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Thread: Help - Reverse draft from water heater CO monitor going off

  1. #1
    DIY Junior Member silverbullet98's Avatar
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    Default Help - Reverse draft from water heater CO monitor going off

    I have a 15 year old home with a regular venting hot water heater. It is a 3" B vent to the roof that goes through the wall upstairs wall, through the attic above the garage and out the top of the roof.

    The water heater is 3 years old and we have never had a problem before. In late October we had our house reroofed due to a hail storm. Problems with CO began to occur off and on around Thanksgiving. It seems if temperature is below 10 deg F. We get a reverse draft in the vent causing CO to leak into the house. You can also smell the combustion gases.

    The water heater vent had a 24" striaght up run then a 90 another 24 inch run then another 90 to the pipe going straight up to the roof. I changed this this week to go to 2 45's to straighten the run and always keep an upslope. This helped until last night after both kids baths and a cold clear night I had the CO monitor going off. I cracked a window in the basement and kept fans going to lower the level.

    Because of snow/ice I can not really get on the 9/12 pitch roof safely and check the outlet cap. I am also concern I may have the house too tight. I recently installed a new patio door because the other one had several leaks around it and we went from traditional box attic vents to ridge cap. Could this have tightened the house that much?

    Should I invest in a power vent water heater when I have a perfectly good one. Should I invest in a power vent kit for my hot water heater? Should I put in a make up air vent - Not exactly sure how these work, where to get them. Any help would be greatly appreciated.

    Thanks

  2. #2
    Retired Defense Industry Engineer jadnashua's Avatar
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    Might they have crimped the pipe where it goes through the roof? Do you have a big snow accumulation on the roof? Generally, unless it is designed for it, you can't retrofit a power vent. The ridge cap vs box vents shouldn't make a difference although if your house does leak air into the attic, that would likely exhaust it better. If this happens regularly, you could try leaving a basement window cracked to provide makeup air as an experiment. Most houses are loose enough where that isn't a big factor unless you have a combination of events: the furnace is running, the dryer is running, the range hood is exhausting, and maybe bathrooms. All of these things are trying to exhaust air and it has to come in somehow - the flue for the WH might be the easiest place. As we tighten up homes, providing makeup air for these types of things becomes more important to engineer into the house. Many of the newer and more efficent units are closed combustion, they draw their own combustion air from outside. A power vent doesn't, it is typically used where you need to force the air further or out a different path than a conventional flue would support. An air-to-air heat exchanger has the ability to help balance the load and recover most of the energy you've paid for, but those that will work in super cold climates get much more challenging and expensive.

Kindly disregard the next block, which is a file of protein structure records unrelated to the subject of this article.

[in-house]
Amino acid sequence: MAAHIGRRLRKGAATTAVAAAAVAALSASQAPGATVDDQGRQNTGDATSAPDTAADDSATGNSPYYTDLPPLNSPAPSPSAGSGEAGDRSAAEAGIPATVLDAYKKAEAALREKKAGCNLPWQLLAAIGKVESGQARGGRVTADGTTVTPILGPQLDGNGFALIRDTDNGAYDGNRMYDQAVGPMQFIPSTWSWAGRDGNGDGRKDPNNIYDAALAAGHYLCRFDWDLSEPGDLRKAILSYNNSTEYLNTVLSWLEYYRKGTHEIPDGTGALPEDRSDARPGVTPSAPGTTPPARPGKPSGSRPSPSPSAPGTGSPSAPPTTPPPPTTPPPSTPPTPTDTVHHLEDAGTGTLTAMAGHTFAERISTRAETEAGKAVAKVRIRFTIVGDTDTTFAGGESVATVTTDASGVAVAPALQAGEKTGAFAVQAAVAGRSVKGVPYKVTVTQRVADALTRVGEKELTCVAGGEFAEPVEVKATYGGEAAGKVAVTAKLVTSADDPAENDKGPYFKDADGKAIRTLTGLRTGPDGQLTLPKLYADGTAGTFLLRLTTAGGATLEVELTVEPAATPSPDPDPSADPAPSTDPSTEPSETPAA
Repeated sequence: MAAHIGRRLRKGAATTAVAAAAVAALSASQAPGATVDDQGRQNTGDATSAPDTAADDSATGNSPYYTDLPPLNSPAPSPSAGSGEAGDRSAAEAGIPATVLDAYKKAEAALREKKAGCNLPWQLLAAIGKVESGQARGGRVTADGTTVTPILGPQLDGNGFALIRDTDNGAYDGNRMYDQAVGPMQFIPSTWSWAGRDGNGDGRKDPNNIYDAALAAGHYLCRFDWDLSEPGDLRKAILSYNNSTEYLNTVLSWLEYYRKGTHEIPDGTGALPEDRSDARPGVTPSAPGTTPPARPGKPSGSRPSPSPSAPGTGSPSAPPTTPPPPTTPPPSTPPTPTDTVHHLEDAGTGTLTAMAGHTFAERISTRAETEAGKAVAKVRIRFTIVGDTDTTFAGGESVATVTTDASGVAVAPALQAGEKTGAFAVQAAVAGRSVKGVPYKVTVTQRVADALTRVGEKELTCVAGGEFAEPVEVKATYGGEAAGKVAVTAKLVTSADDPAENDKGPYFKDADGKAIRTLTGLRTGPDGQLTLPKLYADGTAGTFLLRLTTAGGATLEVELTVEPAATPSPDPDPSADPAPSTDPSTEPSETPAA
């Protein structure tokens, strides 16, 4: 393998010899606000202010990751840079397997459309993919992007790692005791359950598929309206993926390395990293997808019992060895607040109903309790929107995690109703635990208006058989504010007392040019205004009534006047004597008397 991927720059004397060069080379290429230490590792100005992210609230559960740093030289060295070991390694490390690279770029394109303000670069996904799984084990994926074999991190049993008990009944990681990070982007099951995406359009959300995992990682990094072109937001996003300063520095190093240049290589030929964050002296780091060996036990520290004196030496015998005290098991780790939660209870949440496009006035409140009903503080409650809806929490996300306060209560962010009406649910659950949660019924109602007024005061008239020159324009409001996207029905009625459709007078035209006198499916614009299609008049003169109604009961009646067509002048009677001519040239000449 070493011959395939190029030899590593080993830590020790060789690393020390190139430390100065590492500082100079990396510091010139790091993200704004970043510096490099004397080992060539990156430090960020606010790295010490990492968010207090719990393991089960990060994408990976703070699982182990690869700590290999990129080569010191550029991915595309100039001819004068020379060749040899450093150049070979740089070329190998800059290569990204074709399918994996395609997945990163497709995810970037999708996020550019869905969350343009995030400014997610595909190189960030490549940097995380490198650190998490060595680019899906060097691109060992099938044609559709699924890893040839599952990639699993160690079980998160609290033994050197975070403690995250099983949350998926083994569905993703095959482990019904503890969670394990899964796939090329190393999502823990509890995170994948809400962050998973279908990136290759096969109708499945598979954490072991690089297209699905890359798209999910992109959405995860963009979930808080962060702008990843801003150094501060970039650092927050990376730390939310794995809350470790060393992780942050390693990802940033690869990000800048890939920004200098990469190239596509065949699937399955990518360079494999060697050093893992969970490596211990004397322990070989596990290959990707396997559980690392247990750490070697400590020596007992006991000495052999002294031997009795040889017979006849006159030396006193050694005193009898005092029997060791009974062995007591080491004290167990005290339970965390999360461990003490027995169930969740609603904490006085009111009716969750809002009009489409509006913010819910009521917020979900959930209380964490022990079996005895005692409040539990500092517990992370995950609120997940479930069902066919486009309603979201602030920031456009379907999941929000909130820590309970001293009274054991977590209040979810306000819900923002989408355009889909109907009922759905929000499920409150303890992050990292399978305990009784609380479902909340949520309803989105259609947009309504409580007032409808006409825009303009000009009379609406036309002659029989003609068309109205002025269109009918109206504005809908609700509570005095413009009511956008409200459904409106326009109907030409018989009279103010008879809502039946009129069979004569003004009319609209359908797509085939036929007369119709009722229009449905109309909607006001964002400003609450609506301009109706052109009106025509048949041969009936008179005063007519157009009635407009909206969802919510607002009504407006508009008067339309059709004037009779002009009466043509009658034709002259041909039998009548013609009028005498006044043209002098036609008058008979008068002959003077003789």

Jim DeBruycker
    Important note - I'm not a pro
    Retired Defense Industry Engineer; Schluter 2.5-day Workshop Completed 2013, 2014

  3. #3
    General Engineering Contractor ballvalve's Avatar
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    You might try a chimney cap that spins with the breeze and creates a vacuum in the pipe. typical in Europe. Simpson make some caps for extreme weather.

    There are exhaust booster fans that kick on with the rig, and just add some boost to the outlet. But the cost is about that of a new WH

    A big problem is too tight of a house, another appliance creating a vacuum. you might need back up air at the water heater with a very sensitive damper on it.

    Here is a good read:

    [http://www.google.com/search?num=100...=&oq=&gs_rfai=

    follow the first result
    Last edited by ballvalve; 01-07-2011 at 11:42 AM.

  4. #4
    In the trades Dana's Avatar
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    Quote Originally Posted by silverbullet98 View Post
    I have a 15 year old home with a regular venting hot water heater. It is a 3" B vent to the roof that goes through the wall upstairs wall, through the attic above the garage and out the top of the roof.

    The water heater is 3 years old and we have never had a problem before. In late October we had our house reroofed due to a hail storm. Problems with CO began to occur off and on around Thanksgiving. It seems if temperature is below 10 deg F. We get a reverse draft in the vent causing CO to leak into the house. You can also smell the combustion gases.

    The water heater vent had a 24" striaght up run then a 90 another 24 inch run then another 90 to the pipe going straight up to the roof. I changed this this week to go to 2 45's to straighten the run and always keep an upslope. This helped until last night after both kids baths and a cold clear night I had the CO monitor going off. I cracked a window in the basement and kept fans going to lower the level.

    Because of snow/ice I can not really get on the 9/12 pitch roof safely and check the outlet cap. I am also concern I may have the house too tight. I recently installed a new patio door because the other one had several leaks around it and we went from traditional box attic vents to ridge cap. Could this have tightened the house that much?